When Brendan Porter set out to make a doodle for Google, he wanted to make it bright and colorful.
Like, well, Google does with its logo.
“But I also wanted to convey my fondness for nature and going places that I’ve never been to,” he said. “My favorite day ever would be doing stuff I could never do again. Colorful sea animals seemed to get that message pretty well.”
On Wednesday, Porter, a senior at Olathe North High School, was named the Kansas winner for his underwater themed doodle in the Doodle 4 Google competition. He was honored during a class assembly. The Missouri winner is from Chesterfield, near St. Louis.
Brendan was one of more than 130,000 students across the nation who submitted entries this year based around the theme of “My Best Day Ever . . . .”
“It was a total shot in the dark,” Brendan said. “I didn’t expect anything to come of this.”
His favorite part of his doodle is the turtles, which, he said, he never had much luck drawing before.
Although it is an underwater scene, he said it’s almost a flying scene.
“Turtles can just move like no other underwater,” he said. “They got a certain freedom underwater that they can’t get above ground. I feel that at times, too.”
That’s what he said he was trying to express — a freedom that he can’t get in Kansas.
His artwork will displayed with the other 49 state winners in a special exhibit at the American Museum of Natural History in New York.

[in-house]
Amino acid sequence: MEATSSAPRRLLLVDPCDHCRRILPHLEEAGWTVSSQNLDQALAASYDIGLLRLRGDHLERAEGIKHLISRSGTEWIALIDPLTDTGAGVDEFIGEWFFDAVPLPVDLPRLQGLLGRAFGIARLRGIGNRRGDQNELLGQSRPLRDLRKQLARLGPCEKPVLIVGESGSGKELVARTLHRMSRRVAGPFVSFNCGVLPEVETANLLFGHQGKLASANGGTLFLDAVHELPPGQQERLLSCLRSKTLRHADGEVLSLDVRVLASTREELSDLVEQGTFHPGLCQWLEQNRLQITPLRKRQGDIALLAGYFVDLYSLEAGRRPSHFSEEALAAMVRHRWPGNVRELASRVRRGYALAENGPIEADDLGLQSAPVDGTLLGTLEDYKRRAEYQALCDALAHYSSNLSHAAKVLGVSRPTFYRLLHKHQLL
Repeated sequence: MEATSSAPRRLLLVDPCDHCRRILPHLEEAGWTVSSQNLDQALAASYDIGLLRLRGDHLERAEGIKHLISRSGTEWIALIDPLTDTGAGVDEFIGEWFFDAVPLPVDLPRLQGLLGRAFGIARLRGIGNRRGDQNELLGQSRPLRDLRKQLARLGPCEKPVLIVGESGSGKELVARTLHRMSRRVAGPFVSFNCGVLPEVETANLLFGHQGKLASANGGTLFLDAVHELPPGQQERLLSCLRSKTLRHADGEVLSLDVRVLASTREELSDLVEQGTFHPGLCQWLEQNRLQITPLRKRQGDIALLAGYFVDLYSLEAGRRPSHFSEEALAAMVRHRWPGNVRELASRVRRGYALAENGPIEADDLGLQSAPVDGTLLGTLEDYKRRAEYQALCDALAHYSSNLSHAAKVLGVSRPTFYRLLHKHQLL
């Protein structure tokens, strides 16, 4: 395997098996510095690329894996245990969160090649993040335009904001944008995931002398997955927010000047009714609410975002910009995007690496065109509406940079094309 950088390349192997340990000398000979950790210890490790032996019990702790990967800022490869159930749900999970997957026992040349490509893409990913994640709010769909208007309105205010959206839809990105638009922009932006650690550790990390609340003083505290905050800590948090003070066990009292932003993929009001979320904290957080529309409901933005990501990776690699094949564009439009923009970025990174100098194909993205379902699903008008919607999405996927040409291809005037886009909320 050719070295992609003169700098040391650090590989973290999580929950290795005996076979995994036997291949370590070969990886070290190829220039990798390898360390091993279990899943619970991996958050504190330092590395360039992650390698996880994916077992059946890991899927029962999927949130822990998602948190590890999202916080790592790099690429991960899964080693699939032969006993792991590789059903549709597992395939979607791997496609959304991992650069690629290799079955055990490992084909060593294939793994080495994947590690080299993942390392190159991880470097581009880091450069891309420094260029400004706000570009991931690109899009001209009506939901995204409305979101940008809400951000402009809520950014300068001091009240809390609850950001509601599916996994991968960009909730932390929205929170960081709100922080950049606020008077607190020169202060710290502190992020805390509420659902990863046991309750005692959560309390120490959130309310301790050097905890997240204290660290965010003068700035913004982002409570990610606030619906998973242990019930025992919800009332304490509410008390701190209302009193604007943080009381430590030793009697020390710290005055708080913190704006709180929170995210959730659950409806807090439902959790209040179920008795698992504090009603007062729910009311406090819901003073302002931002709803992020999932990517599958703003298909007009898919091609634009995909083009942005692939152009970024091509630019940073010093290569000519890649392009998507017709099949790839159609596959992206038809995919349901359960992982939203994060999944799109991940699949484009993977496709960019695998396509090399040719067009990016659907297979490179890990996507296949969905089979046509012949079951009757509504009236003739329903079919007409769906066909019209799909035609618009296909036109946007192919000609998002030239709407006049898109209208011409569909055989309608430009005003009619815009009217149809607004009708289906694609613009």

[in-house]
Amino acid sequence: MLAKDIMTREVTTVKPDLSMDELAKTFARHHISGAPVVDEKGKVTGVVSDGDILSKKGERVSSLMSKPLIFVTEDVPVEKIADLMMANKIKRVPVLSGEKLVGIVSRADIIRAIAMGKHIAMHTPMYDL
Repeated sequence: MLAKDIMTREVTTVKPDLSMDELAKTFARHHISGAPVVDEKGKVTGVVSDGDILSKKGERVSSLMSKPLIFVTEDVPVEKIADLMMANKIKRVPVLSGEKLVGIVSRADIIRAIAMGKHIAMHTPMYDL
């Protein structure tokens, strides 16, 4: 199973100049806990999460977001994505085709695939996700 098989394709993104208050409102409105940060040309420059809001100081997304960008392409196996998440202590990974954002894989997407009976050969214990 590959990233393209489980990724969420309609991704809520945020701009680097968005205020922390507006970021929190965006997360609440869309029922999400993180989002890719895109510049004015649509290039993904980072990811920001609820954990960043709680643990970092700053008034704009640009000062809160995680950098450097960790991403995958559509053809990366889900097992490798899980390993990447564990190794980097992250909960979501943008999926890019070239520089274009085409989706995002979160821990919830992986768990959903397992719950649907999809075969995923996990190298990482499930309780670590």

It will compete to become a national finalist and possibly the national winner, which Google will display on its homepage on May 23. The artist also will receive a $30,00 college scholarship and a $50,000 technology grant for his or her high school.
Public voting to determine the national finalist began Wednesday and will remain open until May 10.
Google will announce the finalists and then select the national winner on May 22 at an awards ceremony in New York City.
All of the state winners will be invited to the awards ceremony.
“It’s just amazing to see all the recognition that they have poured on him with this,” said Shannon Porter, Brendan’s dad. “It’s wonderful. He’s a very deserving young man.”
Porter said his son started drawing at a very young age. He hadn’t seen his son’s work for the Google competition until after it had been submitted.
“I enjoyed seeing how he made ‘Google’ a little hard to see and hard to read,” he said. “It blends into the background.”
Brendan’s art teacher, Hollie Rice, said he is a talented artist.
“I expected nothing less than fantastic,” she said. “It looks awesome.”
At Wednesday’s assembly, banners of past sport championships hung from the rafters above students who cheered for Brendan when he was announced the winner.
“I’m standing in the shadows of hundreds and hundreds of other kids who have done so much more,” Brendan said. “This is my thing. This is my first step. It’s just refreshing.”